Poets three: Stillness with Borson, action with Mouré, glosas with Page
Reviewed by Cary Fagan (The Globe and Mail (March 25, 1995))
Review of Night Walk by Roo Borson, The Green World by Erin Mouré and Hologram by P.K. Page
[Begins with reviews of Roo Borson & Erin Mouré]
P.K. Page, who lives in Victoria, was born some 40 years before Borson and Mouré, and her own selected poems were published a decade ago. Hologram contains just 14 poems which employ a 14th-century Spanish form called the glosa. Each begins with a quotation of four lines from another poet. Page then uses one line from the inspiring poet as the last line of each new stanza. There is also a rhyme scheme that plays on the reader’s ear very subtly, as Page uses near rhymes.
Page approaches these poems with an appealing humility, as homages to the poets she is borrowing from and as glosses on their lines. In the introduction she writes of how she wanted to avoid doing mere exercises, but some of these poems do seem only that, if elegant exercises to be sure. Her elaborations on Leonard Cohen’s lines from I Have Not Lingered in European Monasteries seem to point out what a poseur Cohen can be. Nor can her new stanzas match the stark beauty of Robert Graves’s The Vow. Yet even these poems please the reader’s ear (especially when read aloud) with their gentle musical cadences, classic imagery, and easy formality.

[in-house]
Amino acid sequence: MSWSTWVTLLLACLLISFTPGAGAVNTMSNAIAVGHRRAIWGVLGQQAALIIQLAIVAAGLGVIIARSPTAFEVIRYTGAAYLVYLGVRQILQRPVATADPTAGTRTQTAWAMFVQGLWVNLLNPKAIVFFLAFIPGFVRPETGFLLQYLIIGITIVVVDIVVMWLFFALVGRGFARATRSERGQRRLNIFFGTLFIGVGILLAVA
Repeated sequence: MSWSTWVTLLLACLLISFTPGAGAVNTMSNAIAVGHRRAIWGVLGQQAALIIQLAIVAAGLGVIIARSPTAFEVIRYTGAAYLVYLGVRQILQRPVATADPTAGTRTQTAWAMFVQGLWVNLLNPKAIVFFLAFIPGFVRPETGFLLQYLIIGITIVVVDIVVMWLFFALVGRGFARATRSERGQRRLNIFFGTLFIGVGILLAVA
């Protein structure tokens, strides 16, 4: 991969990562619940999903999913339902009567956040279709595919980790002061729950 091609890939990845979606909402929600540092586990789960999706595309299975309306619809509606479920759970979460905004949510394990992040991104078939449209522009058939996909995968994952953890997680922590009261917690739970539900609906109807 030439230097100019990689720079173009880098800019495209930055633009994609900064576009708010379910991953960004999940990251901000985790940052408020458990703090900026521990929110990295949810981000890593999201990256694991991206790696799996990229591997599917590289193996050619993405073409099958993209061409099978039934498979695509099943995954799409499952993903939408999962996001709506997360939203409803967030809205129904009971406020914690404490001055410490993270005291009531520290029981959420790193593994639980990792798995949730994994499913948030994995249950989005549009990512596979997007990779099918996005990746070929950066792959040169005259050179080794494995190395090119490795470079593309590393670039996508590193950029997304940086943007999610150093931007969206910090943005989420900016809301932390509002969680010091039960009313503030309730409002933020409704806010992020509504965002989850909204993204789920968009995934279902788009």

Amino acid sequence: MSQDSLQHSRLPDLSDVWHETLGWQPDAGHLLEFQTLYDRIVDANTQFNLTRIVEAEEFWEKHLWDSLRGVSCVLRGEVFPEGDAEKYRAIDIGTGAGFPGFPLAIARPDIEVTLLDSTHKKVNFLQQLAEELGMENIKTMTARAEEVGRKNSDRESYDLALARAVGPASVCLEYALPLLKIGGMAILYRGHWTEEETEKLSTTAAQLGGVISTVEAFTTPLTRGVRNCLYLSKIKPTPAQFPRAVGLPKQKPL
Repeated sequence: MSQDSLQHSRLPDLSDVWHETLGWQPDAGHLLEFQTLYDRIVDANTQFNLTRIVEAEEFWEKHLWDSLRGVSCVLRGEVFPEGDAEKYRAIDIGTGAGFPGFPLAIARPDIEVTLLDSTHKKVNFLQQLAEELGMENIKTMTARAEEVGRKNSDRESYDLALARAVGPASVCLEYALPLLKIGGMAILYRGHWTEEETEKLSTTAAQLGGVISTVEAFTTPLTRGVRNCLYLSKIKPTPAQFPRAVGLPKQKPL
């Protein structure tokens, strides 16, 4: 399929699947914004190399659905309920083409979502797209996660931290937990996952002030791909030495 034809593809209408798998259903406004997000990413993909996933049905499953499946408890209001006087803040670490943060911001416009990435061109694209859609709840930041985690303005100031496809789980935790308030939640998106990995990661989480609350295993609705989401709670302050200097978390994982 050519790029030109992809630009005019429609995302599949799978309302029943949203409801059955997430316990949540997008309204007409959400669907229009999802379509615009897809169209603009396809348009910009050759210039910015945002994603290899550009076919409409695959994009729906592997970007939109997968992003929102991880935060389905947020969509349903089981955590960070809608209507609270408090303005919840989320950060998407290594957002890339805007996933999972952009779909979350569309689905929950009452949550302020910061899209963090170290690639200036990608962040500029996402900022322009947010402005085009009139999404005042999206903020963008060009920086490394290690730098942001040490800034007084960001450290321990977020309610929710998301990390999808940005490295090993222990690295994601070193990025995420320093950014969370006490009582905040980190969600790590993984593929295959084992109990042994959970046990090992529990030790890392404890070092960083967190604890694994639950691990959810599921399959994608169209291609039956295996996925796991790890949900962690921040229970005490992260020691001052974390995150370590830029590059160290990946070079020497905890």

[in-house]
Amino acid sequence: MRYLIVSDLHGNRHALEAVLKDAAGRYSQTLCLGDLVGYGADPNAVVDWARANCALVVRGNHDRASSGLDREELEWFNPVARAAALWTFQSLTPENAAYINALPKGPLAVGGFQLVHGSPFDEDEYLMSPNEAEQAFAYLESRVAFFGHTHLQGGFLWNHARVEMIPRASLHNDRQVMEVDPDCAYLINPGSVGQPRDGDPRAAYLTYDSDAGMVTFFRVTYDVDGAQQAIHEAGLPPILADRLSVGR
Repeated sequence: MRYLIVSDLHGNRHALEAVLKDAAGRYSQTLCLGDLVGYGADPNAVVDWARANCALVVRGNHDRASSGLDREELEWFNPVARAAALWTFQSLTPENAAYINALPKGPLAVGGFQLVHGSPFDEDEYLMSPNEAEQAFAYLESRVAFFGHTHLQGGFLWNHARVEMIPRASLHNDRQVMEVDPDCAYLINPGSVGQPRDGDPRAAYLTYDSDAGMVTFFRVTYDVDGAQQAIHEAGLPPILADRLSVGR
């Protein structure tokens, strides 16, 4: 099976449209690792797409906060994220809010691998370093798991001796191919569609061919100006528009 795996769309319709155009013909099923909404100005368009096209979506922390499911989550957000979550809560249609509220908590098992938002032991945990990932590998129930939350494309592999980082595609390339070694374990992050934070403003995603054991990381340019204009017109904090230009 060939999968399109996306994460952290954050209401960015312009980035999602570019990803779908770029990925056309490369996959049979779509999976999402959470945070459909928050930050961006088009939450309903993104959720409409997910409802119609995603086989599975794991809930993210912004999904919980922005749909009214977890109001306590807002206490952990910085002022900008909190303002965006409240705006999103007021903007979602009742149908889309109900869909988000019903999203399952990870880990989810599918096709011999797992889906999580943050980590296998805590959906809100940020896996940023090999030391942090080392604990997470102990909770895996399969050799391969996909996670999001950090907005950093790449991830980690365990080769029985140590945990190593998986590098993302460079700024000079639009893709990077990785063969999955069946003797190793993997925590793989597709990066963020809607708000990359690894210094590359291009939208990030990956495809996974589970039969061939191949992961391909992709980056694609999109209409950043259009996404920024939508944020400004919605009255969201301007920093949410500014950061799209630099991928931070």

But four and five of these poems are wonderful examples of making new from old. In the title poem she draws on the Greek poet George Seferis for a richly imagined description of an early morning view. In Autumn Day she gives us a delicate simile within a metaphor, culminating in a line of Rilke:
The whole world is a cup
one could hold in one’s hand like a stone
warmed by the same summer sun.
But the dead or the near dead
are all now knucklebone.
Whoever is alone will stay alone.
Page turns the necessities of the glosa to surprising advantage. The need to find a rhyme in Poor Bird provides a clever inspiration for turning Elizabeth Bishop’s ever-searching sandpiper into a pointillist artist. Auden makes her think while Dylan Thomas makes her sing. In these few poems she finds a way to speak through other poets and yet to be herself. This book is a delightful love poem to poetry itself.